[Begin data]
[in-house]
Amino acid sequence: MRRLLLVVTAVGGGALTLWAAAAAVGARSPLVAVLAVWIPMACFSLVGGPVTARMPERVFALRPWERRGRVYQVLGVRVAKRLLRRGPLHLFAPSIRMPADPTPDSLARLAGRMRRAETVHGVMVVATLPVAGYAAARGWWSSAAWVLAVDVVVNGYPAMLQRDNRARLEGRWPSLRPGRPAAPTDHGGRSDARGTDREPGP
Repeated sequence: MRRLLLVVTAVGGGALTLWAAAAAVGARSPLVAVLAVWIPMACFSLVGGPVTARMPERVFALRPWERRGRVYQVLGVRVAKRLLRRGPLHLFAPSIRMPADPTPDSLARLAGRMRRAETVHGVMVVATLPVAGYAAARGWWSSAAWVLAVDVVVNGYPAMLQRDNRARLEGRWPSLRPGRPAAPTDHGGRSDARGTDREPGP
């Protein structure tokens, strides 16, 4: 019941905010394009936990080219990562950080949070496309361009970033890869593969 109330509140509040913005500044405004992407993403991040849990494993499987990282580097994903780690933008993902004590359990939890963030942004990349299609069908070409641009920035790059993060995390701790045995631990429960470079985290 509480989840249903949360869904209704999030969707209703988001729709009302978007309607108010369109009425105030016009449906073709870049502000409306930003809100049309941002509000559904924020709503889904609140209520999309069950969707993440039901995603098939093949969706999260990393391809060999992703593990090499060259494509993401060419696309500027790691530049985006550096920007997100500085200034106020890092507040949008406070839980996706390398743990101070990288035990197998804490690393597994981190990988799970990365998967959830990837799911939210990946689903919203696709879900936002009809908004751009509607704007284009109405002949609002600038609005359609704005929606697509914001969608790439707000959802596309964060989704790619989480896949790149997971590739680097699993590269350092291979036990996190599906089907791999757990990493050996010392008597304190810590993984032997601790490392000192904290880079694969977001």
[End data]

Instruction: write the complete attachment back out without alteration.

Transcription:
[in-house]
Amino acid sequence: MRRLLLVVTAVGGGALTLWAAAAAVGARSPLVAVLAVWIPMACFSLVGGPVTARMPERVFALRPWERRGRVYQVLGVRVAKRLLRRGPLHLFAPSIRMPADPTPDSLARLAGRMRRAETVHGVMVVATLPVAGYAAARGWWSSAAWVLAVDVVVNGYPAMLQRDNRARLEGRWPSLRPGRPAAPTDHGGRSDARGTDREPGP
Repeated sequence: MRRLLLVVTAVGGGALTLWAAAAAVGARSPLVAVLAVWIPMACFSLVGGPVTARMPERVFALRPWERRGRVYQVLGVRVAKRLLRRGPLHLFAPSIRMPADPTPDSLARLAGRMRRAETVHGVMVVATLPVAGYAAARGWWSSAAWVLAVDVVVNGYPAMLQRDNRARLEGRWPSLRPGRPAAPTDHGGRSDARGTDREPGP
């Protein structure tokens, strides 16, 4: 019941905010394009936990080219990562950080949070496309361009970033890869593969 109330509140509040913005500044405004992407993403991040849990494993499987990282580097994903780690933008993902004590359990939890963030942004990349299609069908070409641009920035790059993060995390701790045995631990429960470079985290 509480989840249903949360869904209704999030969707209703988001729709009302978007309607108010369109009425105030016009449906073709870049502000409306930003809100049309941002509000559904924020709503889904609140209520999309069950969707993440039901995603098939093949969706999260990393391809060999992703593990090499060259494509993401060419696309500027790691530049985006550096920007997100500085200034106020890092507040949008406070839980996706390398743990101070990288035990197998804490690393597994981190990988799970990365998967959830990837799911939210990946689903919203696709879900936002009809908004751009509607704007284009109405002949609002600038609005359609704005929606697509914001969608790439707000959802596309964060989704790619989480896949790149997971590739680097699993590269350092291979036990996190599906089907791999757990990493050996010392008597304190810590993984032997601790490392000192904290880079694969977001």